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Gothic AntiquityHistory, Romance, and the Architectural Imagination, 1760-1840$
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Dale Townshend

Print publication date: 2019

Print ISBN-13: 9780198845669

Published to Oxford Scholarship Online: November 2019

DOI: 10.1093/oso/9780198845669.001.0001

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PRINTED FROM OXFORD SCHOLARSHIP ONLINE (oxford.universitypressscholarship.com). (c) Copyright Oxford University Press, 2021. All Rights Reserved. An individual user may print out a PDF of a single chapter of a monograph in OSO for personal use. date: 27 September 2021

Improvement, Repair, and the Uses of the Gothic Past

Improvement, Repair, and the Uses of the Gothic Past

Architecture, Chivalry, and Romance

(p.179) 4 Improvement, Repair, and the Uses of the Gothic Past
Gothic Antiquity

Dale Townshend

Oxford University Press

This chapter confronts the question of the politics of Gothic architecture in the long eighteenth century. Exploring manifestations of its Whiggish appeal, the argument also points to a number of notable Tory appropriations of the revived Gothic style. If the political significance of the Gothic was thus open to dispute, notions of improvement and repair were almost uniformly inflected with intimations of political radicalism, particularly after the French Revolution of 1789. Exploring the political meanings of improvement, repair, and ruination in the work of John Carter, the discussion extends this into a reading of political discourse of the 1790s, tracing political writers’ extensive appropriations of architectural metaphor. The chapter concludes with a reading of 1790s political Gothic fiction, showing how radical writers of the decade engaged with the politics of Gothic architecture while questioning the extent to which chivalry, romance, and other aesthetic ‘remains’ of the Gothic past could serve the needs of the present.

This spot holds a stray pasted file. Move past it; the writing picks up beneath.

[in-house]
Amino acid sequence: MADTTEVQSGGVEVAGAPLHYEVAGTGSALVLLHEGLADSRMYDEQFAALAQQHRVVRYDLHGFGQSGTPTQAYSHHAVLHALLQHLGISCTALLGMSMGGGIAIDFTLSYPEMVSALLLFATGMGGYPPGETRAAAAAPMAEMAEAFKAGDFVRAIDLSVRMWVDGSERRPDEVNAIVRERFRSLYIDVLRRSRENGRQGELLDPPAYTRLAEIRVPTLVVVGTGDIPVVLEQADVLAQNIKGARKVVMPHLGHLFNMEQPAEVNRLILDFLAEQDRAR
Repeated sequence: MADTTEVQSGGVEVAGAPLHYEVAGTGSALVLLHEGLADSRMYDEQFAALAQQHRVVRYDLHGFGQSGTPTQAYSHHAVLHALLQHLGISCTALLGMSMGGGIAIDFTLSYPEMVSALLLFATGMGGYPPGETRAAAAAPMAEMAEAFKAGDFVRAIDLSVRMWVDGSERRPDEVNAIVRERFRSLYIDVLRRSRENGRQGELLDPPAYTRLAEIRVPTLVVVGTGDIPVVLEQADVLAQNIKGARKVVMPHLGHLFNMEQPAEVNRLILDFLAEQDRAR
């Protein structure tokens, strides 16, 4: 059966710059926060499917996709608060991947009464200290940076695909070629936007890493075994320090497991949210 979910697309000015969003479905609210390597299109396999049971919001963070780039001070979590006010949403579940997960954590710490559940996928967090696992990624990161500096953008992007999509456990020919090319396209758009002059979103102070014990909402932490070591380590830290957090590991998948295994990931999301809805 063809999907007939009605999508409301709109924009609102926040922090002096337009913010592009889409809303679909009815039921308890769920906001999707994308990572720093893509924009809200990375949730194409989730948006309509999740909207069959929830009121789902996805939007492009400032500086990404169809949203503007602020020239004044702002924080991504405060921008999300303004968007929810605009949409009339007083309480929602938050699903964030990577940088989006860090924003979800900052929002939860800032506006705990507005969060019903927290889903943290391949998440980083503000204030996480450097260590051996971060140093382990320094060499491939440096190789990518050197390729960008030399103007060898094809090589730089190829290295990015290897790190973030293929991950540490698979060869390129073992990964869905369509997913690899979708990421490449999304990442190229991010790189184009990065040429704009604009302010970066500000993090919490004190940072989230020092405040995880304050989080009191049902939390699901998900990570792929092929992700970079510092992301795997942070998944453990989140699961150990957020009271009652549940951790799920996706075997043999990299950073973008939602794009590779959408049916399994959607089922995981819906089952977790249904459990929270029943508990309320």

Keywords:   Jane Austen, Edmund Burke, Whig, Tory, John Carter, James Wyatt, French Revolution, ruin, Bastille, radicalism

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